How Taiwan Prepares For Earthquakes

The 7.4 magnitude earthquake on Wednesday was felt across Taiwan.

Taipei, Taiwan:

The strongest earthquake to hit Taiwan in 25 years killed nine people and damaged dozens of buildings, but the destruction was largely contained thanks to decades of preparedness work.

Taiwan sits on the “Ring of Fire”, an arc of intense seismic activity along the Pacific Rim, and — much like neighbouring Japan — has a long history of catastrophic quakes.

How does April 3 compare with other recent quakes?

The 7.4 magnitude earthquake on Wednesday was felt across Taiwan. It was the most severe since a 7.6 magnitude quake in 1999 killed 2,400 people, one of the deadliest natural disasters in the island’s history.

But the scale of destruction was far smaller than what happened last year in some other parts of the world.

On February 6, 2023, a 7.8 magnitude quake claimed more than 53,000 lives in Turkey and nearly 6,000 in Syria. Almost 39,000 buildings were destroyed.

Then in September, a 6.8 magnitude quake in Morocco killed 3,000 people and damaged around 60,000 homes.

In Afghanistan’s Herat province last October, some 1,200 people were killed and 40,000 buildings badly damaged by a quake with a magnitude of 6.3.

Among the biggest factors, according to experts, are the building regulations and how firmly they are enforced. Collapsing structures are considered the main threat to life during an earthquake.

“There have been large earthquakes with very little damage because they caused little shaking and/or buildings were built to withstand that shaking,” according to the US Geological Survey.

“In other cases, smaller earthquakes have caused great shaking and/or buildings collapsed that were never designed or built to survive shaking.”

What has Taiwan done to guard its buildings against quakes?

Taiwan has included seismic requirements in its building codes for decades, enhancing and changing them as lessons were learned from major quakes on the island and elsewhere in the world.

Then came the 1999 quake, which destroyed more than 51,000 buildings and severely damaged around the same number, according to Taiwan’s National Center for Research on Earthquake Engineering (NCREE).

Since then, Taiwan has updated and enhanced its building code to incorporate quake-resistant construction methods, such as steel bars that allow a building to sway more easily when the ground moves.

Some major buildings that were designed before the 1999 quake were already incorporating features to guard against shaking.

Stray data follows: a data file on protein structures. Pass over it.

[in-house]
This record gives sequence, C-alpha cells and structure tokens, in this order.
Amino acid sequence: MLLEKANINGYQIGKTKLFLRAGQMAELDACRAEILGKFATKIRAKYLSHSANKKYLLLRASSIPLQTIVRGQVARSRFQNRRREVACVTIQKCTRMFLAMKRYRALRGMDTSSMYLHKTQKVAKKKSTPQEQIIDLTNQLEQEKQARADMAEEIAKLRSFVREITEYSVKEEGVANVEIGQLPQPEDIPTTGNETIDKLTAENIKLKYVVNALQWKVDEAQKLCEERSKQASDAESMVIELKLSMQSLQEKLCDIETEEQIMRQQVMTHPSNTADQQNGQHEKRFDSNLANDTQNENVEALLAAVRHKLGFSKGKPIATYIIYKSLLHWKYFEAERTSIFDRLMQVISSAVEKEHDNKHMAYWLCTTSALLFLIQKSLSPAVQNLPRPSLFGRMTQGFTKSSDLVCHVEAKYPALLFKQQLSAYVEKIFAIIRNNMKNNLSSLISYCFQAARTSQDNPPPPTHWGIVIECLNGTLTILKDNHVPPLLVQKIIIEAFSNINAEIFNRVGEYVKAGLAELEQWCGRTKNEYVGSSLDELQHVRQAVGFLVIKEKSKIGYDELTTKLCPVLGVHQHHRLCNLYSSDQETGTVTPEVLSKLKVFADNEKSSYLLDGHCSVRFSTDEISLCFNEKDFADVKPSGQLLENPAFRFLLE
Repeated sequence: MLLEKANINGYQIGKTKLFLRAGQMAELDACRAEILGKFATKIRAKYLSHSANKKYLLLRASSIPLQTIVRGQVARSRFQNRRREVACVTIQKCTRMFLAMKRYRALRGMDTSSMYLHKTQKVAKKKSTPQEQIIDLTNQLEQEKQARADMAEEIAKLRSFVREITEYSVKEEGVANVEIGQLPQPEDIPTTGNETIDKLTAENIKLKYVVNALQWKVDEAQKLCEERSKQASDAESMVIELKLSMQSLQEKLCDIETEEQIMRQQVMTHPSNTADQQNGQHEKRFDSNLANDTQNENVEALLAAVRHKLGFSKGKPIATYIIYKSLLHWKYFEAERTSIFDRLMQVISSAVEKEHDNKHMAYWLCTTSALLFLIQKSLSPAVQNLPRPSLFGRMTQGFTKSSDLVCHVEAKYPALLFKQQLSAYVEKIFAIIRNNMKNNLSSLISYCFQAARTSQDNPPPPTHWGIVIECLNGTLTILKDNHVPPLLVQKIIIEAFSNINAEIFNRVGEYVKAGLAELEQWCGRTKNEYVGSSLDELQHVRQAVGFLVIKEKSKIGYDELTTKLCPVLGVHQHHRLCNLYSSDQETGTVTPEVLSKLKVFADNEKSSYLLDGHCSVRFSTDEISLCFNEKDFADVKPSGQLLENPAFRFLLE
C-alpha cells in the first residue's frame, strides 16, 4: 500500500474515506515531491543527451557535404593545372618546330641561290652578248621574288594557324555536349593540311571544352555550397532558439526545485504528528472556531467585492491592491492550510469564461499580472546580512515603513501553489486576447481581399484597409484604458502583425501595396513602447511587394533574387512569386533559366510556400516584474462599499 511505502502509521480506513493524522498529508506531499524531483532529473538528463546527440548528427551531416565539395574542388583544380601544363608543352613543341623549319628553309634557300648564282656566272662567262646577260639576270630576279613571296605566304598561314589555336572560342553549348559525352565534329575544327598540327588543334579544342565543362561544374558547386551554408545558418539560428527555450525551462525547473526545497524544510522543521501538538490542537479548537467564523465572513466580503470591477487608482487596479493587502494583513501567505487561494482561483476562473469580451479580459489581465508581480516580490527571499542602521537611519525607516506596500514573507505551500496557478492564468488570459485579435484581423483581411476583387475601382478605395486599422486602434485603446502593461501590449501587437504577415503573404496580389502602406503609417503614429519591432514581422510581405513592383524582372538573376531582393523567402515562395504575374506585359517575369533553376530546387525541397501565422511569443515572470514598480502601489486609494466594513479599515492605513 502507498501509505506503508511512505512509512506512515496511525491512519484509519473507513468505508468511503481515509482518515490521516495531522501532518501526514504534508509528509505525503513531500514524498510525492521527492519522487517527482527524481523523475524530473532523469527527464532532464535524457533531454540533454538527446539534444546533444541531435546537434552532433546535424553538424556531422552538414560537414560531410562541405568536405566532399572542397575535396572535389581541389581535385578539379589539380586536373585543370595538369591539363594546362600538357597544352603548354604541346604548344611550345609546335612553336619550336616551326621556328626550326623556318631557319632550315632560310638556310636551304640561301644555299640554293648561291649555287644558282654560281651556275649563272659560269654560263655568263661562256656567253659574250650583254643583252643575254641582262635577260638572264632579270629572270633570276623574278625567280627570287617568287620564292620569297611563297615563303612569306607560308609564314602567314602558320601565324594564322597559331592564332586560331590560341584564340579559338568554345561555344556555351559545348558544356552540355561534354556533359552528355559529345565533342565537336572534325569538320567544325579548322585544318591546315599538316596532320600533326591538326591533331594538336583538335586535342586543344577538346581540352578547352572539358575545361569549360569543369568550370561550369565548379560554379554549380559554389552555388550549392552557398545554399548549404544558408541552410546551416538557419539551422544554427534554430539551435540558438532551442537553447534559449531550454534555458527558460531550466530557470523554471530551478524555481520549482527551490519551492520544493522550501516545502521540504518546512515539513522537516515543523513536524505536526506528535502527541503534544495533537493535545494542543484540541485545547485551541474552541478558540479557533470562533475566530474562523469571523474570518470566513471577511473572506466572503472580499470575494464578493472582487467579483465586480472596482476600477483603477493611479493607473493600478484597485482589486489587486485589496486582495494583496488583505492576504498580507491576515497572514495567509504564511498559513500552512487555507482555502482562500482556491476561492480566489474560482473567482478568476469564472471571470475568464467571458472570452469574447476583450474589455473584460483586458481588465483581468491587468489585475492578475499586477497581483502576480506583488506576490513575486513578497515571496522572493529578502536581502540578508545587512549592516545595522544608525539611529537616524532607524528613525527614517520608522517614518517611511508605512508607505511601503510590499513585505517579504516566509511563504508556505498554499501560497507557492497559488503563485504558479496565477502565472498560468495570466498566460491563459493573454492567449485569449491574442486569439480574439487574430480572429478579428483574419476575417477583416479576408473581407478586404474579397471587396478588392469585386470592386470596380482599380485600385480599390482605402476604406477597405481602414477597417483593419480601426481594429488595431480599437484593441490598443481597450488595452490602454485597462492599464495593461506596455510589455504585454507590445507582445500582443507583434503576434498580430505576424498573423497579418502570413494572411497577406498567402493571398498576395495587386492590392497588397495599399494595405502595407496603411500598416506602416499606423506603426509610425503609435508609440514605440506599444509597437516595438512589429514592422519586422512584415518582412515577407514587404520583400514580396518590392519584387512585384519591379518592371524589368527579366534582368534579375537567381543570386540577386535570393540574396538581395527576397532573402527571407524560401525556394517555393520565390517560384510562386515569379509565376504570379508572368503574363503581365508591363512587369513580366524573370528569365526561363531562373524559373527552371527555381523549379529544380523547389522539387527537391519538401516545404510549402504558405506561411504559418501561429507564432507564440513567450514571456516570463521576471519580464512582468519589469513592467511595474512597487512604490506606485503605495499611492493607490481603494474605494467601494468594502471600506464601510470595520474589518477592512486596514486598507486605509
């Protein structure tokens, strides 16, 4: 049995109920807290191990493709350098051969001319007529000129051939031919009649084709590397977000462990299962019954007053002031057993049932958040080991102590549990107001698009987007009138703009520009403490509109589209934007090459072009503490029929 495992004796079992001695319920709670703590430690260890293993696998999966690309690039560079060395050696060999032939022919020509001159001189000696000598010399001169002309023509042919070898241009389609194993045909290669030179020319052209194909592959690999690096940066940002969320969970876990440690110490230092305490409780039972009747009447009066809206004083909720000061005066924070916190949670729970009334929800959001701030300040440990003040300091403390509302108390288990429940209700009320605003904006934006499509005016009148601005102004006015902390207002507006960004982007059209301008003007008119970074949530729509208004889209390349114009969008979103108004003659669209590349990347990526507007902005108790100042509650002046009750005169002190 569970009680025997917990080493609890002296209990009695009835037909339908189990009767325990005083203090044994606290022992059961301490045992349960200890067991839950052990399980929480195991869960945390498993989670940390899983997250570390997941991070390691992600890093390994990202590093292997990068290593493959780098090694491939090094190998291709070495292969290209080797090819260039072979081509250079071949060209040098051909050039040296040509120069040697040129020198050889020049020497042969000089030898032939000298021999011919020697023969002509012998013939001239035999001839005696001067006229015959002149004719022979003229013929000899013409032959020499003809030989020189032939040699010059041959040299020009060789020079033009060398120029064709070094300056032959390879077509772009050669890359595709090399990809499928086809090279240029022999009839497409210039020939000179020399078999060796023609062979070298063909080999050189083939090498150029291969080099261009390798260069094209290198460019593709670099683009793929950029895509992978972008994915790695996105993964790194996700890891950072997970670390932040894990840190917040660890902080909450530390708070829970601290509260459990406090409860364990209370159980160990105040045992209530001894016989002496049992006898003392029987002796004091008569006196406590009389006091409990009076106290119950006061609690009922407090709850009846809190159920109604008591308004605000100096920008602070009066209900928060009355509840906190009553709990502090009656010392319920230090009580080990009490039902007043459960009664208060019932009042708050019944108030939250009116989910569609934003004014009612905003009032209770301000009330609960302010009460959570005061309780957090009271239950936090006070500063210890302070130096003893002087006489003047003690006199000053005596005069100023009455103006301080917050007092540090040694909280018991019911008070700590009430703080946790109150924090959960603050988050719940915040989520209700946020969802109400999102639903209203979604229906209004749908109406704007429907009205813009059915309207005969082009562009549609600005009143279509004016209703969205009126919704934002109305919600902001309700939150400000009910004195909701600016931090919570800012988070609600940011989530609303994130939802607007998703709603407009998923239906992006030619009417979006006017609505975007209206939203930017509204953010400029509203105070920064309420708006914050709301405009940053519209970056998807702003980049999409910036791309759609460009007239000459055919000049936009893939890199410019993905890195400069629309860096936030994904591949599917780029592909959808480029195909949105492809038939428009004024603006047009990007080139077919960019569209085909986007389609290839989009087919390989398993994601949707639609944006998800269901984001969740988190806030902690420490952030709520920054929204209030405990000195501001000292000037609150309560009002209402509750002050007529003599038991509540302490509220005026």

The Taipei 101 skyscraper, which began construction a few months earlier and was once the tallest building in the world, has a 660-metric-ton damper that counteracts swaying.

According to the NCREE, around 80 buildings in Taiwan in 2009 had seismic features such as damping and that number grew to more than 1,000 by 2022.

What about older buildings?

The government also requires the reinforcement of structures built before the updated codes were introduced.

These older buildings are often the main cause for concern during earthquakes. There were complaints as recently as 2018 about a lack of funding for reinforcing such structures.

Tsai Ing-wen, who became president in 2016, had promised then to prioritise building safety, especially in older structures.

Further, the NCREE said in 2022 that buildings that do not have strong ground floors — such as those with public areas with open spaces — needed to be assessed and reinforced as soon as possible. These buildings are often called “soft-legged shrimps” in Chinese, according to the body.

What has it done apart from building regulations?

Famous for its cutting-edge tech firms, Taiwan has built up an advanced early warning system that can alert the public to potentially serious ground shaking within seconds.

The system has been enhanced over the years to incorporate new tools such as smartphones and high-speed data connectivity, even in some of the most remote parts of the island.

Taiwanese authorities detect thousands of quakes every year — only a small fraction can be felt — and, much like Japan, disaster preparedness is a part of the culture, including regular drills at schools and workplaces.

What about Taiwan’s high-tech industry?

Taiwan is a semiconductor superpower and one of the world’s leading manufacturing hubs for the chips installed in everything from smartphones to SUVs.

It is home to companies including Foxconn, the world’s biggest contract electronics manufacturer, and the Taiwan Semiconductor Manufacturing Company (TSMC), which controls more than half the world’s chip output.

TSMC was among the companies that halted production after the earthquake to assess its facilities for any damage.

Semiconductor production, especially for high-end chips, requires immense levels of precision, which can prove challenging in a region prone to earthquakes.

Chip-making equipment is sensitive to the smallest vibrations, and firms such as TSMC have introduced various features into their buildings — such as dampers — to reduce the risk of damage to the semiconductors.

(This story has not been edited by The Hindkesharistaff and is auto-generated from a syndicated feed.)